The central area of the Kennebec-Chaudière Corridor moves away from the wilderness of the North to a place with a more pronounced human imprint. Early settlers transformed the landscape into farmland and mill towns.
Many of the early French Canadians who came to work in the mills were farmers. For example, more than eighty-five percent of the French Canadians who moved to Waterville were from then-agricultural Beauce County, south of Québec City. This connection to the land courses through the Franco identity. At the end of a long day in the mills, people went home to tend their gardens.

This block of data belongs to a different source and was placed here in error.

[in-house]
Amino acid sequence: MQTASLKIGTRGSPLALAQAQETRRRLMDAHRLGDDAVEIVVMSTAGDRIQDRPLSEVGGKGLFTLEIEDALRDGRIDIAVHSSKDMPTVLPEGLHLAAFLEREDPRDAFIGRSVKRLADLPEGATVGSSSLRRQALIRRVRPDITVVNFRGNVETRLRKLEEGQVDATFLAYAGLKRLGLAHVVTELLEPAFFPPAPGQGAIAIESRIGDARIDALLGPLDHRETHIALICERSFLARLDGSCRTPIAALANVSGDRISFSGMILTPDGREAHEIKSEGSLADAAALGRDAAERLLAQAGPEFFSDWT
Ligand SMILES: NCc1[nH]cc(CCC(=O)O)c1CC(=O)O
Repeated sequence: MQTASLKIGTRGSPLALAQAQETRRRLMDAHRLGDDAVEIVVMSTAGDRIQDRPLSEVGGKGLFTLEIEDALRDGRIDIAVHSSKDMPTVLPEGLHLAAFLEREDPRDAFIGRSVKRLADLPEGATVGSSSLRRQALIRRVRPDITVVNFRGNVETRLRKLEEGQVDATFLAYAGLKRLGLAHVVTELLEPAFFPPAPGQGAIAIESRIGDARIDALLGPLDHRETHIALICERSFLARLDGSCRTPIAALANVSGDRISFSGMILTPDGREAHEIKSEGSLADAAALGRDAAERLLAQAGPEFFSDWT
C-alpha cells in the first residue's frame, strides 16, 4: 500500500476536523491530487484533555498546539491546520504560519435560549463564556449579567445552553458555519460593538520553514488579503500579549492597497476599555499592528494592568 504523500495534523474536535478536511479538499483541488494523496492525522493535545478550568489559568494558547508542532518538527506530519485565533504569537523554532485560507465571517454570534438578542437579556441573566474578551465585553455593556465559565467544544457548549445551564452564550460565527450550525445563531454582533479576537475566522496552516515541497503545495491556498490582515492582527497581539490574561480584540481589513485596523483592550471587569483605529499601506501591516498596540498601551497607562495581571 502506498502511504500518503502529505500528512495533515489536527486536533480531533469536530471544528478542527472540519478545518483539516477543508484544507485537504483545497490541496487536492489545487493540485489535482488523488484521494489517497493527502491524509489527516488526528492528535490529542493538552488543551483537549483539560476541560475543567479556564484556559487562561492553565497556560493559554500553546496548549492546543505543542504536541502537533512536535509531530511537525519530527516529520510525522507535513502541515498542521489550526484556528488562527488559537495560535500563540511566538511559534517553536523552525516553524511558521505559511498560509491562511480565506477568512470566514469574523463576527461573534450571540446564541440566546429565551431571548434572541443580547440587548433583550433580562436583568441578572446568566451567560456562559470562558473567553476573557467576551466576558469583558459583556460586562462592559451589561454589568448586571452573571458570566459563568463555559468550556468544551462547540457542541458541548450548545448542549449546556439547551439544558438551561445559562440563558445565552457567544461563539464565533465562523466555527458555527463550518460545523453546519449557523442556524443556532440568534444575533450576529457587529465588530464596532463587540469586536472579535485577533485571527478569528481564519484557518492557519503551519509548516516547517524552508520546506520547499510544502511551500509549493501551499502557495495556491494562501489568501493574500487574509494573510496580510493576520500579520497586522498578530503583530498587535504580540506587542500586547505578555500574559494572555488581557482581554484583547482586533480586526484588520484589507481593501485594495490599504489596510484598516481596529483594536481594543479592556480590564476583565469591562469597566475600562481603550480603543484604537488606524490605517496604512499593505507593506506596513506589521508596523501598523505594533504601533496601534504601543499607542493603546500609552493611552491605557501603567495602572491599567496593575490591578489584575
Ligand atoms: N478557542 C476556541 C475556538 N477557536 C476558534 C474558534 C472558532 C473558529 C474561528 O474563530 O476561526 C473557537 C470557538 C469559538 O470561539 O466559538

For generations, life in the river towns revolved around home, church and mill or factory. Tightly knit families and cultural traditions were closely linked. Franco families often gathered for soirées, where people would talk, tell stories, sing, and cook.
Even today, the family remains the primary source of personal and cultural identity. Much of what goes on in the Franco community happens around a kitchen table or in someone’s living room.
The corridor is very much about ‘Wait, we still live here.’ If that means that pieces of it aren’t green and scenic any longer because people are making a living on it, that’s part of the story.”
From Solon, the corridor follows Route 201A to Skowhegan along the west bank of the Kennebec River. From Skowhegan, it continues on Route 201 to Waterville.